Cloning the flp-l and flp-2 genes of Actinobacillus pleuropnemoniae into plasmid vector, pKBll; Significance to Biofilm Formation
Szombati, Dana M.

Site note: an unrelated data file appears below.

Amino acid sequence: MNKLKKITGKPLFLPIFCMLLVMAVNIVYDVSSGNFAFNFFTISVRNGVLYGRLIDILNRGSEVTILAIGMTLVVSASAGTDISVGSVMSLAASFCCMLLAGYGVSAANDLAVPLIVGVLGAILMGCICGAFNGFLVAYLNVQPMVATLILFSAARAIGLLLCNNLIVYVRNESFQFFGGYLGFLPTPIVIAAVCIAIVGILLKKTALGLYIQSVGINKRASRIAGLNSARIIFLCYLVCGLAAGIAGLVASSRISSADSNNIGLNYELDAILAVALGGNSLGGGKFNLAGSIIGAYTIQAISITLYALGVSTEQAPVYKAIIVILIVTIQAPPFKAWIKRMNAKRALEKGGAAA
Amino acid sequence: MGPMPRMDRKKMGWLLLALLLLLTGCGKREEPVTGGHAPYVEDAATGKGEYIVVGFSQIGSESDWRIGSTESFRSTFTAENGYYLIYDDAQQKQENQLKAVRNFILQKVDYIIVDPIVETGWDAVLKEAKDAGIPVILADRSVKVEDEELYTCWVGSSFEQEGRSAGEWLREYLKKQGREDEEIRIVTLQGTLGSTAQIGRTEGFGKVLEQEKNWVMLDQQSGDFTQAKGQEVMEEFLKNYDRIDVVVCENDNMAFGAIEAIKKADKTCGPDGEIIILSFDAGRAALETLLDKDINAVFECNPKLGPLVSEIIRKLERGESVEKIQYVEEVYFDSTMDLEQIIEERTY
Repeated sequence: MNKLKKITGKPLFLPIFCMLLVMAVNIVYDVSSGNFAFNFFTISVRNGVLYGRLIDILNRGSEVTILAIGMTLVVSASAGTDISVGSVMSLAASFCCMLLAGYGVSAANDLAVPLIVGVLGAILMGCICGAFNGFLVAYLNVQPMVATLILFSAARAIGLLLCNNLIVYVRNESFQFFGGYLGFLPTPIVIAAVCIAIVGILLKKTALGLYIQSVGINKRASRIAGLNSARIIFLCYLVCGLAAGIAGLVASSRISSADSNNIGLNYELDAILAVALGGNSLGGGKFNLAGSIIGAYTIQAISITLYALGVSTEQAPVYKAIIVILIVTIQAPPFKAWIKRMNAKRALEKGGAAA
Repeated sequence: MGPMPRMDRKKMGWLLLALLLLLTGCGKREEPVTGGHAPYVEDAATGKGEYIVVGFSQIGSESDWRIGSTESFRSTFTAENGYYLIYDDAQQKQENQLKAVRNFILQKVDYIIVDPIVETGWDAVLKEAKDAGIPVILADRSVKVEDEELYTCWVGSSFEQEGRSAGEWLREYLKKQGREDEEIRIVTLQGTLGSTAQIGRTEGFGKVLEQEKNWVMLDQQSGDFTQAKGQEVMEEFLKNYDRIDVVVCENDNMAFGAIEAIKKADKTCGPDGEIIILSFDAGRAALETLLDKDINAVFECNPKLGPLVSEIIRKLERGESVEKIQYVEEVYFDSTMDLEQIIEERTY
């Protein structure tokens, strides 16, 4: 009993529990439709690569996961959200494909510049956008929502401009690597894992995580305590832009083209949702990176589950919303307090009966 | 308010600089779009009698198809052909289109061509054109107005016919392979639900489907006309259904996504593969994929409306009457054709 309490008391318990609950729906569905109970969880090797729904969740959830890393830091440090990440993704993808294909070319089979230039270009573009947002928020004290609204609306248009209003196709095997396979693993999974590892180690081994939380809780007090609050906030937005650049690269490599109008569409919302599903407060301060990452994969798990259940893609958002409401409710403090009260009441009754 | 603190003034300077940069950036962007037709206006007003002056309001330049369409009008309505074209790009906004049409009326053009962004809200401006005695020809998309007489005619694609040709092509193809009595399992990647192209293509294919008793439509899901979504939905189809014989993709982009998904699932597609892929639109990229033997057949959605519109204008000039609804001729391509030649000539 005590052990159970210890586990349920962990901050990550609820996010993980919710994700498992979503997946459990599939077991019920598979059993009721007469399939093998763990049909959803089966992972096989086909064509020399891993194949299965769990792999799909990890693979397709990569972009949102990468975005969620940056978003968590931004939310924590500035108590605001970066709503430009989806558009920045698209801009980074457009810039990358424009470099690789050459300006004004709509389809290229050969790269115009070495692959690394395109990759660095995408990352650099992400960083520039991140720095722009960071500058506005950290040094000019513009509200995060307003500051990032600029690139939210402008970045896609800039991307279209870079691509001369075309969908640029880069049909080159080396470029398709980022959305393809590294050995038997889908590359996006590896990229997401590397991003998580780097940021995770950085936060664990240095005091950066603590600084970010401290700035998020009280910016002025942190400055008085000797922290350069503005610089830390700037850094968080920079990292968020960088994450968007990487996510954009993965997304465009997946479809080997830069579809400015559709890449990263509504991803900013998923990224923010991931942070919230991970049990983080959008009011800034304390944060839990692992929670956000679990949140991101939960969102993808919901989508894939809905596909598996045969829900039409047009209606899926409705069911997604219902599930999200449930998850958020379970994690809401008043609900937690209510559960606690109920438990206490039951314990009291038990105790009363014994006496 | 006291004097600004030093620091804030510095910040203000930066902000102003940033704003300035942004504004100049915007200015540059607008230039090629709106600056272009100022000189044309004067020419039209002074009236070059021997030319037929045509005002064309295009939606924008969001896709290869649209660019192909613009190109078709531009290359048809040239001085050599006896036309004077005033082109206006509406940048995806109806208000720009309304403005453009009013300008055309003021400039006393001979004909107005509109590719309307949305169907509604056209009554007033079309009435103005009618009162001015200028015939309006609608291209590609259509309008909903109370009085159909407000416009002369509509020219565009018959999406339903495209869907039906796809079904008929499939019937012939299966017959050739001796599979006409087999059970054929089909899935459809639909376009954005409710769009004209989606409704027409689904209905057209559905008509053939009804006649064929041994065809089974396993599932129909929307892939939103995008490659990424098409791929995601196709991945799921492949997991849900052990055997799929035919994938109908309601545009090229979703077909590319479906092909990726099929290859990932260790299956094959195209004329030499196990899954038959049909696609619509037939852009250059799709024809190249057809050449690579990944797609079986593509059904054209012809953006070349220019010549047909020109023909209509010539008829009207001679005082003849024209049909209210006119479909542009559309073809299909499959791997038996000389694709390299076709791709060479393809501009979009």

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Actinobacillus pleuropneumoniae (A. pleuropneumoniae), a severe swine pathogen, has significant impact directly on the health and lives of the entire swine population and indirectly on human beings who utilize these swine for a variety of purposes. Despite the serious threat this bacterium poses, little research has been conducted on A. pleuropneumoniae and its methods of virulence. The goal of this research was to clone the flp-tad operon in A. pleuropneumoniae starting first with the flp-I and flp-2 genes of the operon and the promoter that expresses the operon into plasmid vectors. Once the genes were cloned into these plasmid vectors, further studies would analyze both the expression and regulation of these genes. Utilizing luciferase assays, the regulation of the promoter under different environmental conditions such as those that promote biofilm formation would also be explored. Due to the limited outside research conducted on A. pleuropneumoniae, this research project was shaped by previous research conducted on a genetically similar bacterium, Actinobacillus actinomycetemcomitan (A. actinomycetemcomitans). The cloning of the flp-I and flp-2 genes was executed utilizing a variety of techniques including PCR, polymerase chain reaction, digestion with restriction enzymes, gel extraction, electrical and chemical transformation, ligation, and colony growth. By obtaining successful clones of the flp-I and flp-2 genes into the plasmid vector, pKB II, it was established that A. pleuropneumonia could be copied and manipulated in a laboratory setting. This result was necessary in order to guide further research which will analyze the role of the flp genes of A. pleuropneumoniae in the formation of biofilms and propagation in the host organisms.